BALTIMORE ( Stockpickr) -- "Dow Theory" is a term that's thrown around quite a bit, in classrooms and on trading floors. But unlike many academic market studies, Dow Theory actually has real world trading implications.
Here's a look at how Dow Theory works, and why modern traders should be concerned with this century-old trading strategy.
While Charles Dow may be one of the most-storied names on Wall Street, many investors don't fully realize the contributions that the Wall Street Journal founder made to modern-day technical analysis. Around the turn of the century, Dow was the foremost expert on broad market movements, creating the first market indices -- the Dow Jones Transportation Average (then known as the "rails" index for its exposure to railroad stocks) and the ubiquitous Dow Jones Industrial Average.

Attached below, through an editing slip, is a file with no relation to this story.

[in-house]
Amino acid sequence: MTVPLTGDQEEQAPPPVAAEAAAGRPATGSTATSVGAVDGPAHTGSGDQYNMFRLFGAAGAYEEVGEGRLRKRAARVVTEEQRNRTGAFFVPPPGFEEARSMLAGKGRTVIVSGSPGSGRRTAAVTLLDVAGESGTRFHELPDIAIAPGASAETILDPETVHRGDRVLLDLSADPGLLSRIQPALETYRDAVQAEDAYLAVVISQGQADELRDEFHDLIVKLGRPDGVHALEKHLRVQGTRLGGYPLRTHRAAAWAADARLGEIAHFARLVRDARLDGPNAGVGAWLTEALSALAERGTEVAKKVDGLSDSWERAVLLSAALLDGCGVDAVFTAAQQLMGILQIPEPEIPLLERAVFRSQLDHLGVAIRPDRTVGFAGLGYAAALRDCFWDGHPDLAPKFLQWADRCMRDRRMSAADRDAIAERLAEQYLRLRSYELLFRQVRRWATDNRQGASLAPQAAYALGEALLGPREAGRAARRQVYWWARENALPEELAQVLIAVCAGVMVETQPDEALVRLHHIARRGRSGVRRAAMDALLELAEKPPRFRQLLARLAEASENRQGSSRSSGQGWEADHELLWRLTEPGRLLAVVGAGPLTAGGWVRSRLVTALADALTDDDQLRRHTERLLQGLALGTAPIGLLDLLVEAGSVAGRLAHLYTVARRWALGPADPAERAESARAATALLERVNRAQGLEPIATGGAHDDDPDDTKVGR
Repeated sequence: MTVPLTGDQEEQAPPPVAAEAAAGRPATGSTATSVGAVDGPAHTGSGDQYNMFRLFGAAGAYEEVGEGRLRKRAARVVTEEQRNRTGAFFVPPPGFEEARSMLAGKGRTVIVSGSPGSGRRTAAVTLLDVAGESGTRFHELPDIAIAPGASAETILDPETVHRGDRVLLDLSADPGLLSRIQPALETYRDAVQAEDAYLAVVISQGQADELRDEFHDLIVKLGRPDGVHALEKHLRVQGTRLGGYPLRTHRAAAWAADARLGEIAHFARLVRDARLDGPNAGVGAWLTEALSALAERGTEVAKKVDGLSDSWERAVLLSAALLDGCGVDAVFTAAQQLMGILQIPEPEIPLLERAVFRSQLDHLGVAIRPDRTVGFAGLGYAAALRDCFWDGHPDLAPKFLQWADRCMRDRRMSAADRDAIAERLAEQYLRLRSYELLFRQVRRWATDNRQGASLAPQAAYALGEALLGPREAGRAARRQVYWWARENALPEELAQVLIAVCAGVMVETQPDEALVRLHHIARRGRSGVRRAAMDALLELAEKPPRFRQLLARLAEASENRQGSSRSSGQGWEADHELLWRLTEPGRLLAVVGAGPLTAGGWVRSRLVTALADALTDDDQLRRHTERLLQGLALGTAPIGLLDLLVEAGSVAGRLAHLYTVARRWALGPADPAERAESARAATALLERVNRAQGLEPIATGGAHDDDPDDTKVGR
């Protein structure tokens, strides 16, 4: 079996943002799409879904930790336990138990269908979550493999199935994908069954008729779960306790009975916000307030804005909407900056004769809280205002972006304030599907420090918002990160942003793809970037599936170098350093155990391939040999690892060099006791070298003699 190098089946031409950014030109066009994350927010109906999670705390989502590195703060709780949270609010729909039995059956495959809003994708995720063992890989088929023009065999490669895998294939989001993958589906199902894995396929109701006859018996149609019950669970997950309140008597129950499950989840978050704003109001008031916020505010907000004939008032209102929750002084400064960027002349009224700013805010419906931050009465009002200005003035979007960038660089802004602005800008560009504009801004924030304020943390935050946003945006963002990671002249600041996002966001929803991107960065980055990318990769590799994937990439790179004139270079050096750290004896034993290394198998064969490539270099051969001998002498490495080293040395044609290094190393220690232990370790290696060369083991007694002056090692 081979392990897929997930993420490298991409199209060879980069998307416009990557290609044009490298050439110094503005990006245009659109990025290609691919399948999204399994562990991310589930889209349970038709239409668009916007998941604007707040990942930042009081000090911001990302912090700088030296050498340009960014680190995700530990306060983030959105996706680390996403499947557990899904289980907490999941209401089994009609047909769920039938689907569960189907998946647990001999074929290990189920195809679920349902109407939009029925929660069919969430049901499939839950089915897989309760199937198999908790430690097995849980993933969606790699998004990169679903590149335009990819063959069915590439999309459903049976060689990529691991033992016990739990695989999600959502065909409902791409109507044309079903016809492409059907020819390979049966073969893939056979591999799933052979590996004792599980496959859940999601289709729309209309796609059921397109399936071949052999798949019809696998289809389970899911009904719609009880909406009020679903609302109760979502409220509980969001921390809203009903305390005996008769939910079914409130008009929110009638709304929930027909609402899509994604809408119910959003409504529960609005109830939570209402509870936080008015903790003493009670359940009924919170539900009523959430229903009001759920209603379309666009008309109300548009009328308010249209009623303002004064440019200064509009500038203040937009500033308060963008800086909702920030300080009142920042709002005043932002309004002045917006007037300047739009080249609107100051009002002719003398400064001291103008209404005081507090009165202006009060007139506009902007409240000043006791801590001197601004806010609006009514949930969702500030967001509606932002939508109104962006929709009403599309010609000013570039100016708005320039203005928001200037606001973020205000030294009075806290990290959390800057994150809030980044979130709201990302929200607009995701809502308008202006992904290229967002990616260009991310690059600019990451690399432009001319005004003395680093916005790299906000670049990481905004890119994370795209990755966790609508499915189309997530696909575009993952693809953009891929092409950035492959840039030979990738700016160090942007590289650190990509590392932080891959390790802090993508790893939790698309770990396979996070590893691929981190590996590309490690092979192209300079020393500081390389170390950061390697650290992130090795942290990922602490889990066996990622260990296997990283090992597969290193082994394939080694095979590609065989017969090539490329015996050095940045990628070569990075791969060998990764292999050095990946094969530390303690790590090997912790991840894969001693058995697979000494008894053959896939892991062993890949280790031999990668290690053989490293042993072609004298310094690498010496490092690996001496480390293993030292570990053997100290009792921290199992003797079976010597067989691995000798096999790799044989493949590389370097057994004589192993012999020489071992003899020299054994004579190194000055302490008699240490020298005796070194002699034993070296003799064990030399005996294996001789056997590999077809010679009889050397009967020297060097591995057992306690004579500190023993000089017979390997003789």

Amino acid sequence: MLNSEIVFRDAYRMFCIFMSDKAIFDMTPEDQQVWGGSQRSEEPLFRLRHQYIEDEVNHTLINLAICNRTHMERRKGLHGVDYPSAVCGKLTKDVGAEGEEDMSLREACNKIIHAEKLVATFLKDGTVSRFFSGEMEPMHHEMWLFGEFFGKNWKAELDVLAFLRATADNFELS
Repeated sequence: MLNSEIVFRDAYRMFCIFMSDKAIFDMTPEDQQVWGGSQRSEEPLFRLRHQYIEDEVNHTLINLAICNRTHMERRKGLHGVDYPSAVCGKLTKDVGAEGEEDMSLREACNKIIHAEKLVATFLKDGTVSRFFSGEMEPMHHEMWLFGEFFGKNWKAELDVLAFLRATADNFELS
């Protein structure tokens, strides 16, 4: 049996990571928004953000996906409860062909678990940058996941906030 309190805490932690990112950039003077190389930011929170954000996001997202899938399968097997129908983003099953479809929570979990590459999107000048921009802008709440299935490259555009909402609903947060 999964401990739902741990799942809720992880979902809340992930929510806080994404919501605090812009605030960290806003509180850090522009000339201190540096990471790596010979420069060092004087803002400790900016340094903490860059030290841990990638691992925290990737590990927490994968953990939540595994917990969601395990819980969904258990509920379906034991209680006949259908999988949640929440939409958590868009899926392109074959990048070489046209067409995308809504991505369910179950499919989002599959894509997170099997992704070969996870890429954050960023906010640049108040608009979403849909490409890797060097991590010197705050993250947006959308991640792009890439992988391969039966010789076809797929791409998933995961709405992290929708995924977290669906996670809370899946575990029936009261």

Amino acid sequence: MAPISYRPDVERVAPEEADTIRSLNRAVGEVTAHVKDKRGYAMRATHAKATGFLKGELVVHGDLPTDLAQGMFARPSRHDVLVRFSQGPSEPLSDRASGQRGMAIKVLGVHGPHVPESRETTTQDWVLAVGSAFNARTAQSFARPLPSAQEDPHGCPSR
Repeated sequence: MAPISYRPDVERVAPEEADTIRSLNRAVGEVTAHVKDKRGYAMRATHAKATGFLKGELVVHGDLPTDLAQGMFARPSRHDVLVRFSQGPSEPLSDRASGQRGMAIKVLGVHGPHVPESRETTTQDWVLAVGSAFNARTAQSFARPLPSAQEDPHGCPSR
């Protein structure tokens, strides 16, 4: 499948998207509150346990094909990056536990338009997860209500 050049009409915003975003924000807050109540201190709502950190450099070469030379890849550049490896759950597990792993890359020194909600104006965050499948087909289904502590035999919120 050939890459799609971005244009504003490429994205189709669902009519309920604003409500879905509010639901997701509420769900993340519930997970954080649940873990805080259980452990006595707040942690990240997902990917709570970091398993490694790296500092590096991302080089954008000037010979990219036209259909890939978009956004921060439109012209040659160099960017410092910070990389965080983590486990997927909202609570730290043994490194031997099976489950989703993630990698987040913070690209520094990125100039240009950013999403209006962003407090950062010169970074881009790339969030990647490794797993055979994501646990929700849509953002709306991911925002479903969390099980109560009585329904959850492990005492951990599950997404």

Related: Does Technical Trading Really Work?Over the course of his career, Charles Dow wrote hundreds of editorials that discussed his take on market structure and price behavior as well as the relationships between his averages. After his death, those editorials were compiled by Dow's successors at the Journal (namely William Peter Hamilton and Robert Rhea) to create Dow Theory as it stands today. While not developed as an explicit trading system by Dow, that's exactly what it became in the years after its creation. Basic Tenants of Dow Theory While considerable work has been done on Dow Theory, it can be divided into a handful of core tenants. First off, the market is broken down into three different movements of either direction: primary trends, which last for years and are inviolate; secondary or intermediate trends, which last for weeks or months; and minor trends, which last for days or less, and are irrelevant for Dow Theorists. Those trends are significant because they dictate which direction investors should be betting on the market. Along the way, those trends should be confirmed by volume, and each has its own lifecycle of accumulation, public participation, and distribution. These trends manifest themselves in the averages, or the broad market. As an investor, the ideal trade is to buy into a primary trend and hold as the market bears out its direction. Keys to doing that include ensuring that the averages confirm each other (that is, a bottom in the Dow Jones Industrials coincides with a bottom in the Transportation Average), and realizing that the averages discount all external factors that could effect the market.